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A Blog About Culture

Recognition, Situation, Identity, Reality

Category Archives: Recognition

When I was starting to write this entry –which was just a few seconds ago, since I never plan anything ahead of time– I was trying to think of a good title. That is really not a skill that I have, title-writing. I thought of: Out of Body Experiences and Going Out on a Limb because this post is going to be about my physical body, but neither of those phrases really has the right meaning or connotation of what I want so instead I just made something up that is barely even decent.

Anyway. I first thought of this post about a month ago, but I haven’t written it because I’ve been a little busy. I really shouldn’t even be writing it now; I should be sleeping. I’m sitting in the dark, tapping away on my phone because I couldn’t sleep because I ate a Clif energy bar recently and apparently they contain caffeine. I just wanted chocolate and it was all I could find. Woe. Woe.

There is no way for me to write about this without sounding incredibly privileged and spoiled, so I will add the disclaimer that I am grateful to lead an amazing life and I promise this post is not intended to be a self-indulgent affirmation, even though I guess that’s what blogs kind of are. Not that there’s anything wrong with that.

So I was at my aunt’s salon, getting ready for a party. I was having a haircut, manicure, and pedicure. The unusual thing that sparked the idea for this boring post was that the ladies chose to do everything on me at the same time, so I was sitting in a chair without control of my arms, legs, neck, or head while they were doing all sorts of things that women don’t admit to so that we feel beautiful.

At one point, one if the ladies was massaging lotion onto my arm, and the way she grabbed my wrist was almost as if it were not attached to my body. It wasn’t an arm, it was something that she was lotioning. Something to which she was applying lotion. I just held my arm and my other limbs limply, letting the stylists do to me whatever they were doing. My body was not my own.

In fact, I began to feel not quite even human anymore. I was speaking, a little bit, but after a while I just felt like plywood that was being sanded, scrubbed, and produced into something else. Yes, a production. I felt like I would emerge from that salon like a butterfly from its chrysalis, gleaming like Reese Witherspoon in posters for Legally Blonde 2. In other words, not a person. A production.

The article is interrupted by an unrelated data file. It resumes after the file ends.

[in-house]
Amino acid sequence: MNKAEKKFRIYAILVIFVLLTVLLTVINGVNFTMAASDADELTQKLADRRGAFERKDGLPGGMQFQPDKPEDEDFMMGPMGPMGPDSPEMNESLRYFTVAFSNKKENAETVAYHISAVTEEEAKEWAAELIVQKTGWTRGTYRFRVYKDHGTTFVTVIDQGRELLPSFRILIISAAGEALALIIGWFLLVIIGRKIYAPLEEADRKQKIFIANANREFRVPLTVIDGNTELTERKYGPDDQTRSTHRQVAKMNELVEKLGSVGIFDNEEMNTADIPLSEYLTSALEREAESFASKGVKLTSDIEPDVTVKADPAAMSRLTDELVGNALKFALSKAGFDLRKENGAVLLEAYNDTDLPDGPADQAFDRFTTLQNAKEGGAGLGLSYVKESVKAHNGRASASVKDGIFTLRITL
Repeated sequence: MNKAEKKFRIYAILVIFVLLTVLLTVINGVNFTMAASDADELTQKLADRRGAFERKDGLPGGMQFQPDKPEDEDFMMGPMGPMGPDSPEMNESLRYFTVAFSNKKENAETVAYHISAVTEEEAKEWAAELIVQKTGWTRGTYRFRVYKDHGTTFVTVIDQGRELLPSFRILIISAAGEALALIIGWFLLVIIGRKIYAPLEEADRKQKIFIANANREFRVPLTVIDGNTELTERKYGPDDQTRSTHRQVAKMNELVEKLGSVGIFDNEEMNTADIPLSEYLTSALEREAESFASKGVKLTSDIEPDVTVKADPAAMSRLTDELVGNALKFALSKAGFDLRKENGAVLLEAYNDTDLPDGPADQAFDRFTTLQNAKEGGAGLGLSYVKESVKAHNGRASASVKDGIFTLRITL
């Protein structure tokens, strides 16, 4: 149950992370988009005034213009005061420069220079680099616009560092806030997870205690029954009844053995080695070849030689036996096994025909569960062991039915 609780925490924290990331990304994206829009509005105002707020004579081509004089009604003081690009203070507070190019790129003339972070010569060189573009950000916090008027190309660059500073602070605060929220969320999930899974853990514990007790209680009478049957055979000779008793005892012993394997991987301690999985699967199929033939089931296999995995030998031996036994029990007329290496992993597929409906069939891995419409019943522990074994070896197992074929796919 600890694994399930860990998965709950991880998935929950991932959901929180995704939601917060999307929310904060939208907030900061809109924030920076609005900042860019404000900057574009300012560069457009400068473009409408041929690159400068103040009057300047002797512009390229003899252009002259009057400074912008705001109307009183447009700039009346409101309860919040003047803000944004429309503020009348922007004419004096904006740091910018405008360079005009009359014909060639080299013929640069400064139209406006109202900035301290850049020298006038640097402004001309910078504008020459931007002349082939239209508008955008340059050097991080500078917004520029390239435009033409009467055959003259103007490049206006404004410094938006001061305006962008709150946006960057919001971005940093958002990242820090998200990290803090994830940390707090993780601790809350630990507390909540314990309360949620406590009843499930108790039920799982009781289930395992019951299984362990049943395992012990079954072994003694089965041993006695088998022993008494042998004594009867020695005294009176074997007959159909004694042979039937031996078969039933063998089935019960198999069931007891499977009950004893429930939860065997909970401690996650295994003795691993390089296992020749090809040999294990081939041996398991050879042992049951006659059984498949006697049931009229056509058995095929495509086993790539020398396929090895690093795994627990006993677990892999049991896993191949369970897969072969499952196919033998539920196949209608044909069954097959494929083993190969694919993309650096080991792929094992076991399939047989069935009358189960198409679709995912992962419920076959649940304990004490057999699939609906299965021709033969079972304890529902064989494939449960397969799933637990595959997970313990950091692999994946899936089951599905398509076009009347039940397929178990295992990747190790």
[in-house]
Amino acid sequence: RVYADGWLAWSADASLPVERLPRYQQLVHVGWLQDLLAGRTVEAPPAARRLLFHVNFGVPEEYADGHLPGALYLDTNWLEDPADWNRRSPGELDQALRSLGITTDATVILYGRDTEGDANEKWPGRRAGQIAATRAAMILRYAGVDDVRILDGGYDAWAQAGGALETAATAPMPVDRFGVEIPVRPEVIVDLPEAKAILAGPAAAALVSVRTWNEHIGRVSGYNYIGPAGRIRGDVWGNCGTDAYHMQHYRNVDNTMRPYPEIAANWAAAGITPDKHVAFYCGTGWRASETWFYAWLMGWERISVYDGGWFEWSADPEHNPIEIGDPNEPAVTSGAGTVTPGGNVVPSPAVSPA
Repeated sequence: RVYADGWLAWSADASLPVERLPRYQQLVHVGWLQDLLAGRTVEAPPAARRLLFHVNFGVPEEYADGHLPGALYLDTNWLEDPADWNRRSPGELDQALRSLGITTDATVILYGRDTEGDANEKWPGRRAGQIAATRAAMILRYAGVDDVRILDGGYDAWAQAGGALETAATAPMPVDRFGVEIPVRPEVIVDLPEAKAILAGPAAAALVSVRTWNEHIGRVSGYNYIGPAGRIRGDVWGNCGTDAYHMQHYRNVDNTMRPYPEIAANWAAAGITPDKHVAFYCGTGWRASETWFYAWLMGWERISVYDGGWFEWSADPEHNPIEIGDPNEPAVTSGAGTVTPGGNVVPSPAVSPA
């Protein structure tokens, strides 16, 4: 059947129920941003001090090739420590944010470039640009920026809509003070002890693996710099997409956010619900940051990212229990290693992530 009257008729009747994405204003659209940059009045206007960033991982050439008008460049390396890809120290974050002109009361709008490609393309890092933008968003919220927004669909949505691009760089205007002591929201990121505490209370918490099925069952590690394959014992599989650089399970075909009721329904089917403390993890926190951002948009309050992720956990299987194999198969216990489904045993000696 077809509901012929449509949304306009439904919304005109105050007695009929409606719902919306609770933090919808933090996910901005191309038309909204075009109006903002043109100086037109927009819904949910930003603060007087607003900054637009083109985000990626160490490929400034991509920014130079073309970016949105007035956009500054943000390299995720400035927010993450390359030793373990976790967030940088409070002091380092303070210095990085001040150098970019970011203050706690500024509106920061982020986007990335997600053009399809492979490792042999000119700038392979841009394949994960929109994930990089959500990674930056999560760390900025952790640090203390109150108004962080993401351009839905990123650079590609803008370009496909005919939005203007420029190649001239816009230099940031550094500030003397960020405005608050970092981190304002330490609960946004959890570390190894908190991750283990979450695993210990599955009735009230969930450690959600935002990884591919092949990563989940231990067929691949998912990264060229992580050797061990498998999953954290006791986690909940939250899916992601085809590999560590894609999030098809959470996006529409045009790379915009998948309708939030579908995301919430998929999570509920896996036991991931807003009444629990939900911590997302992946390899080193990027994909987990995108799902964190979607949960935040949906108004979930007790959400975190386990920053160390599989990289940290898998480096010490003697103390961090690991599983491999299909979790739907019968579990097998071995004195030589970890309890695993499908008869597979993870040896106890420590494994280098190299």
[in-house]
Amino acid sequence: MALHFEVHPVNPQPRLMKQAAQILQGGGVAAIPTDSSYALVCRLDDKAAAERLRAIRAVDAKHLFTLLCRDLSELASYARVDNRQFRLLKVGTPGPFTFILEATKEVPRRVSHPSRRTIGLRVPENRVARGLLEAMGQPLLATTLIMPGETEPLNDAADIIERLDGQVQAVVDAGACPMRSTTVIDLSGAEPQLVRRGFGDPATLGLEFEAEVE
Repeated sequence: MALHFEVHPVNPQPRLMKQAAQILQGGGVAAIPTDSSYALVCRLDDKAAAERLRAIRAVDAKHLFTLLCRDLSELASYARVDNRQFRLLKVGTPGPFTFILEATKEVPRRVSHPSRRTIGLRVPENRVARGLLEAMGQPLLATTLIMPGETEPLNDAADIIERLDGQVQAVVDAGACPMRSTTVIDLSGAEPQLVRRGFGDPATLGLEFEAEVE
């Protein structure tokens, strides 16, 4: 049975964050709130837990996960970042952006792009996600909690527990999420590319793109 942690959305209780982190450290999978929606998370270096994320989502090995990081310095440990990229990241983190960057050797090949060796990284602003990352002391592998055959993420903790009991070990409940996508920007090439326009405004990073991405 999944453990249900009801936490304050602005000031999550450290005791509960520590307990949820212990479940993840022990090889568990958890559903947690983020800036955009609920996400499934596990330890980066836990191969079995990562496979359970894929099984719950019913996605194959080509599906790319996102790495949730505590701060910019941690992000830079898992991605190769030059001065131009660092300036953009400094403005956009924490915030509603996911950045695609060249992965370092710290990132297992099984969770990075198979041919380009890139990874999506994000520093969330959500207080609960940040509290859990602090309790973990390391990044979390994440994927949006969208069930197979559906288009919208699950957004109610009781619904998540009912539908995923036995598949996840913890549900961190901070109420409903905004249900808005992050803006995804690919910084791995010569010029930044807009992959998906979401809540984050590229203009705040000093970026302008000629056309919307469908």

I wonder… what other times do we feel like this, dissociated from our bodies? When do we feel the greatest connections to them?

I think, for me, I feel connected with my body when I’m not using my mind. When I think, there is usually a great deal of self awareness that separates the two, but actions of physicality, like athleticism, touch, or movements like dance — if impassioned enough to knock me out of my headspace– allow me to feel that connection between body and mind.


I sometimes take my afternoon tea out to the screened-in back porch to enjoy while lounging and watching my cats prey on chattering squirrels, beetles, and other unsuspecting lawn animals. I live near my old high school, and I can often hear the band practicing outside. (Their half-time song this year is Call Me Maybe — yes, really.) Last week, I was somehow still in my house at 9 pm on a Friday night, and I could hear the cheers and roars of the home football game. I’m all for school pride — I was an athlete in high school, which I like to remind people of nowadays– but I stopped in my tracks when I heard the band play the “Tomahawk Chop” after a touchdown.

Do you know what that sounds/looks like?

Of course, the song was something I’ve heard a million times before, but maybe it’s because I’m an adult now, or perhaps because I study issues of cultural ownership, representation, and politics all day errday, but this was the first time I realized how surreptitiously those racist values can change our perceptions. I always knew, of course, that the motion and song were racist. I just didn’t realize that I actually prescribed to the message that text was sending: Indigenous peoples are violent. That combination of sounds, which our media has taught us to recognize as “Indian,” evoked senses of imminent danger and ruthlessness in me, and some kind of bloodthirsty pride that we were crushing the other team.

But how did that happen? Here’s the process:

A. I’m scared — Why?

B. Because this song means I should be scared– Why?

C. Because it sounds like an Indian war chant– Why?

D. Because Indian people are warlike and scary

Ideological cultures rely on us to skip from A to D and forget the processes in between that made us think that way. Those processes do exist — just look at my reaction upon hearing that song. Just look at any kind of advertising. I want to know – what might life be like if those processes weren’t hidden? What if they just didn’t exist? I don’t think that will ever happen, but I think it’s worth it to recognize when it is. I feel guilty for having that reaction, and I also feel a little violated — because culture’s piggybacking onto me like a little leech that alters what I think.


The Tomahawk Chop isn’t even Native American; it was invented by Florida State University football fans. An article in online Slate Magazine posted the following just yesterday: “Like most professional athletic appropriations of Native American culture, the tomahawk chop and the war chant have little basis in Native American history. There is no indication that Native Americans ever made the gesture known today as the tomahawk chop. Tomahawks were historically not only used as weapons by Native Americans but also revered as sacred objects.”